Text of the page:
Meet the female Indian Army Major riding 2,200 kms through the toughest Himalayan terrain Advertisement

Meet the female Indian Army Major riding 2,200 kms through the toughest Himalayan terrain

On her trusty bullet

All firsts are memorable — especially your first bike ride. It was as a teenager that Ritu Tanwar managed to convince her older brother to teach her how to ride his Bajaj Pulsar, an experience that brought alive her passion for riding. And since then, the journey has only been forward. In 2012, Ritu bought her first bike ever — nothing less than a Royal Enfield Bullet 350 — that she would ride to college and back. Six long years later, and now a Major in the Indian Armed Forces, Ritu finally took a leap to traverse the most toughest of terrains — the Himalayas. As part of the Royal Enfield’s Himalayan Odyssey for Women, Major Ritu will be covering 2,200 km on her trusted bullet in a span of 18 days.

The Indian Army Major on her bullet. Picture courtesy: Major Ritu Tanwar

Flagged off from India Gate in Delhi, the 20 women riders will ride towards Khardung-La (the highest motorable road in the world at 17,500 feet above sea level) and then make their way back to Chandigarh.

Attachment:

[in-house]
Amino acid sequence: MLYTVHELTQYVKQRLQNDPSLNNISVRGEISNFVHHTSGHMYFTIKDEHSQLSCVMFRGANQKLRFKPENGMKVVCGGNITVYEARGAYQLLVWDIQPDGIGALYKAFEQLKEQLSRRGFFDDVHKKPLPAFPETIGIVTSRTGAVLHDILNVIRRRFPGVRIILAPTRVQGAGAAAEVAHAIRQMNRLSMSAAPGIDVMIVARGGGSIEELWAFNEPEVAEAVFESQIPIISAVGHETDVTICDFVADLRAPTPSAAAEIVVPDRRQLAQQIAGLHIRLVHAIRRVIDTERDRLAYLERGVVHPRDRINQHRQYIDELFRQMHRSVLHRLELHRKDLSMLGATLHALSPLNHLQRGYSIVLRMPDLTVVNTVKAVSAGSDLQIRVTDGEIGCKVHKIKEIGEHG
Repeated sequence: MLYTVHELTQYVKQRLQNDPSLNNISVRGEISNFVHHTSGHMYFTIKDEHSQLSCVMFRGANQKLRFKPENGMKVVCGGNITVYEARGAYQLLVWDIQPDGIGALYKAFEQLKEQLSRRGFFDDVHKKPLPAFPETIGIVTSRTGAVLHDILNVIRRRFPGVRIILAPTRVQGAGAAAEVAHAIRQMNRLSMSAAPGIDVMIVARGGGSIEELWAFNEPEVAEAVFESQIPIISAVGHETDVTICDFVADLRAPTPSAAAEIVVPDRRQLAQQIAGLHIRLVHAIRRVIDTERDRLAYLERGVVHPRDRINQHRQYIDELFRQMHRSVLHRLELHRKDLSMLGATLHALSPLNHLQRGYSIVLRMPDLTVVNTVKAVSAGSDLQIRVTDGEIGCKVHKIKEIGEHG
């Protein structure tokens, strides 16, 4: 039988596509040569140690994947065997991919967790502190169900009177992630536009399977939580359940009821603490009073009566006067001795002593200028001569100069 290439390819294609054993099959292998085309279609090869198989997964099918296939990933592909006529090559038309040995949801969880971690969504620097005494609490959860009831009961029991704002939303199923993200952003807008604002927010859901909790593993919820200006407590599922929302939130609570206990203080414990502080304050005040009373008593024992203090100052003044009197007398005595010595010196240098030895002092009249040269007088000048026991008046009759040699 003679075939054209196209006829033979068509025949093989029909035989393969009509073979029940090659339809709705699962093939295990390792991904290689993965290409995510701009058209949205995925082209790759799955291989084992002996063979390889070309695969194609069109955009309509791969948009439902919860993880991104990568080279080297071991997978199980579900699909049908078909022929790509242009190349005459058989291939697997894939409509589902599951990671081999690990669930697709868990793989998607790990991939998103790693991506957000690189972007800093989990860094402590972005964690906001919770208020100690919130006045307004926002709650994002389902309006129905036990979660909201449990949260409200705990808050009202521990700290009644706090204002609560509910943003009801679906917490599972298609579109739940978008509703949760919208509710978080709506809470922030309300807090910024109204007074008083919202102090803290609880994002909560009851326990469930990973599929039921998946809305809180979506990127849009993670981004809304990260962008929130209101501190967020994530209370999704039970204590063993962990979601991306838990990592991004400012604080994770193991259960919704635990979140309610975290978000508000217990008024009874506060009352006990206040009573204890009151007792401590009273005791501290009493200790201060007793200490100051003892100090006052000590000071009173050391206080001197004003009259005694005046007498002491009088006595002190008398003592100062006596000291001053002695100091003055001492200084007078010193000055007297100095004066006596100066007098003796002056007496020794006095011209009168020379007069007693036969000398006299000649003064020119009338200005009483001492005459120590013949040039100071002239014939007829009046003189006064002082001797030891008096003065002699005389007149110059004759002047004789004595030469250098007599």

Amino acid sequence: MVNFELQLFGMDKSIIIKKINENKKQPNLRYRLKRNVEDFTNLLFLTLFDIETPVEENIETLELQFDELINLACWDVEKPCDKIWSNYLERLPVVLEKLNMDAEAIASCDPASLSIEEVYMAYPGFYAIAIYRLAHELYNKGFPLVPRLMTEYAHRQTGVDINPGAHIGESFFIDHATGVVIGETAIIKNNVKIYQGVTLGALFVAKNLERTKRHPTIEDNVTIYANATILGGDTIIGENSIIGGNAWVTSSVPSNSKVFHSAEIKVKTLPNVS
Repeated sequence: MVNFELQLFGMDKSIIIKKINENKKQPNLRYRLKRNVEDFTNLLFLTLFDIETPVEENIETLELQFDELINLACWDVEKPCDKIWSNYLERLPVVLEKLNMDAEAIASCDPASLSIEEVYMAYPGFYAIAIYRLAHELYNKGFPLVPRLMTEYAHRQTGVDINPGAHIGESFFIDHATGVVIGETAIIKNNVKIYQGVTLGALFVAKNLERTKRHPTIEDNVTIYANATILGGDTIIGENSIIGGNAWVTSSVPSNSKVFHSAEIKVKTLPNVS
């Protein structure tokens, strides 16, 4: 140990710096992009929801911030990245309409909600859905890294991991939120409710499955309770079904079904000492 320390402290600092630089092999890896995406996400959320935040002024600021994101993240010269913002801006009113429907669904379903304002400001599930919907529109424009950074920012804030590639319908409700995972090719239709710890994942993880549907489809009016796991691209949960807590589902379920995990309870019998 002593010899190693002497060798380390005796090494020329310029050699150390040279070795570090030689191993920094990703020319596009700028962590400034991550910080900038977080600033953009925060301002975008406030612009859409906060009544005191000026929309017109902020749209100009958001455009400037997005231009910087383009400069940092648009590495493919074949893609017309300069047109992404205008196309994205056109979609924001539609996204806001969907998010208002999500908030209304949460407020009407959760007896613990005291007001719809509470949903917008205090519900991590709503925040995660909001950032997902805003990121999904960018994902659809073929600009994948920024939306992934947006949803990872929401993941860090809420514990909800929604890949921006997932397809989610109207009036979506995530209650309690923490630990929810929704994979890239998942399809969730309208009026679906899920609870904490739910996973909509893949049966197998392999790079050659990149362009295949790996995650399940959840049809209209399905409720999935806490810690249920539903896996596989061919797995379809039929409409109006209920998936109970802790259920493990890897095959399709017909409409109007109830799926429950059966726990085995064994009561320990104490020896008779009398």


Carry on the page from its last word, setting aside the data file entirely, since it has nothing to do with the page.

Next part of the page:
Known as a mecca for motorcyclists, riding through the Himalayas is as daunting as it is exhilarating. “The most challenging aspect for a rider on a long journey — no matter how experienced they are — is the provision of food. If you don’t stock up well, you’re going to be stopping everywhere, which takes away from the journey,” says Major Ritu, whose longest trip before this was riding with her husband (both of whom share a mutual love for riding) over a span of seven days, starting from Agra and going via Rann of Kutch, Khajuraho, Jabalpur, Indore, Kanpur and Benaras.

Picture courtesy: Royal Enfield’s Himalayan Odyssey 2017

“Being on the road teaches you endurance and makes you physically tough. It also brings about respect for nature and develops comradeship for your co-riders,” says Ritu. “Riding a bullet has given me confidence, a state of being that’s necessary when you’re in the army. “When I tell men that I ride a bullet, their first reaction is usually that of surprise. Then comes respect.” she adds.

Being a Major in the Army as well as a biker, we ask if there are any preconceived notions she wants to shatter. “I believe men and women are equal. Riding a bullet is my way of making a feminist statement,” she says.

Picture courtesy: Royal Enfield’s Himalayan Odyssey 2017

The Royal Enfield’s Himalayan Odyssey for Women kicked off on July 7 and will end on July 21.